Coccolithophores have survived several major extinction events over geologic time. The most significant was the asteroid impact at the K/T boundary, followed by months of darkness. Additionally, coccolithophores regularly reside in the twilight zone, just beyond the reach of sunlight. A paper recently published in the New Phytologist addresses how these photosynthetic algae can persist and grow, albeit slowly, in darkness using osmotrophy.
The authors discovered that the osmotrophic uptake of certain types of dissolved organic carbon (DOC) can support survival in low light. They completed a 30-day darkness experiment to determine how the concentration of several DOC compounds affects growth. The coccolithophore species Cruciplacolithus neohelis growth rate increased with the increasing concentration of dissolved organic compounds. They also examined the kinetics of short-term uptake of radiolabeled DOC compounds and found that the uptake rate generally showed Michaelis-Menten-like saturation kinetics. All radiolabeled DOC compounds were incorporated into the POC fraction, but surprisingly also into the particulate inorganic carbon (PIC) fraction (i.e., calcite coccoliths).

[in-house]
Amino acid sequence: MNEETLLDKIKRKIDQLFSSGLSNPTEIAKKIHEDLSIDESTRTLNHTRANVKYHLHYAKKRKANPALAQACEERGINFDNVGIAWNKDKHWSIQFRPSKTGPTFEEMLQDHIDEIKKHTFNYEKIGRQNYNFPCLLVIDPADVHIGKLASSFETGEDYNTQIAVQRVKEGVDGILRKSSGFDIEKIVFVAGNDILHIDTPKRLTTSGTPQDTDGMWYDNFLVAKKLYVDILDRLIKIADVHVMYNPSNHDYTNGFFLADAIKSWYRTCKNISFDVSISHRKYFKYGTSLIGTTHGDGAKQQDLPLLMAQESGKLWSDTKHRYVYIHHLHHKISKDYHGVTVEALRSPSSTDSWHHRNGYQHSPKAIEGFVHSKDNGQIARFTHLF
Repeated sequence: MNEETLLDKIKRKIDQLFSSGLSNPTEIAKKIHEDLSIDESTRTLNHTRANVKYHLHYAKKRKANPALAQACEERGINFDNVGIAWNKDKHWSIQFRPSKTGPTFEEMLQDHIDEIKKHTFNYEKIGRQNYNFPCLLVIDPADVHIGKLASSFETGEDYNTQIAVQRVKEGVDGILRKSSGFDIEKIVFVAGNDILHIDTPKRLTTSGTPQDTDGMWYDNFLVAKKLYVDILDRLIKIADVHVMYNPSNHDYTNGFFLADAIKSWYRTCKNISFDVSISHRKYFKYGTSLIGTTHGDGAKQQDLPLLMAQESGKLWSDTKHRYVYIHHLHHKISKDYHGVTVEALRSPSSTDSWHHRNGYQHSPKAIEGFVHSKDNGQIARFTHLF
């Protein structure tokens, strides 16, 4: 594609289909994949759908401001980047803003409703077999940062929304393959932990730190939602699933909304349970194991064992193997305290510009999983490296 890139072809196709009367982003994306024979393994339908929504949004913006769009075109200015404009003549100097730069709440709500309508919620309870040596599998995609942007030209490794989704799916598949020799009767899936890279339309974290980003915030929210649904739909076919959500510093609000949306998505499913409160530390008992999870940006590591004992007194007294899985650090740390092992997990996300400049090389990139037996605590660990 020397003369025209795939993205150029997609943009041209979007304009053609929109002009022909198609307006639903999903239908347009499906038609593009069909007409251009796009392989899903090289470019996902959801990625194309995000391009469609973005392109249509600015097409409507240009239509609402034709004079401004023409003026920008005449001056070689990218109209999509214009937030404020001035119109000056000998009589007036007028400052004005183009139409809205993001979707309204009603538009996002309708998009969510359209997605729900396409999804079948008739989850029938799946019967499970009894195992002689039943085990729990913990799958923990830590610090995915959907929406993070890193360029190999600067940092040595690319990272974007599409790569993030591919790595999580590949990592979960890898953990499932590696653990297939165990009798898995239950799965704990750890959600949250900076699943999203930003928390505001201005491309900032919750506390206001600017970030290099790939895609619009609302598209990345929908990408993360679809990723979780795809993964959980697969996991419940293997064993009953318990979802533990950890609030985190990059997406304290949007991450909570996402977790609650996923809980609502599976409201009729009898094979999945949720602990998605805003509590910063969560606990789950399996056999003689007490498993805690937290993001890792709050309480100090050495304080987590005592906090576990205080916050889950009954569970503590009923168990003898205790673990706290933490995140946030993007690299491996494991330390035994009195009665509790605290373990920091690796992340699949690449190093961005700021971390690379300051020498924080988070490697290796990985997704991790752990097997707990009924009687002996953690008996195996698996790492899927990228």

These results suggest that osmotrophic uptake in coccolithophores may be significant enough to be included in carbon cycle models, especially if they can simultaneously take up a wide range of organic compounds. Surprisingly, we detected 14C-DOC in the PIC fraction after only 24 hours. This remarkably rapid incorporation is most likely due to the respiration of radiolabeled DOC into dissolved inorganic carbon (DIC), subsequently used by coccolithophores for calcification. These results have implications for the biological carbon pump and alkalinity pump paradigms, as we confirmed that both POC and PIC originate from DOC on short time scales.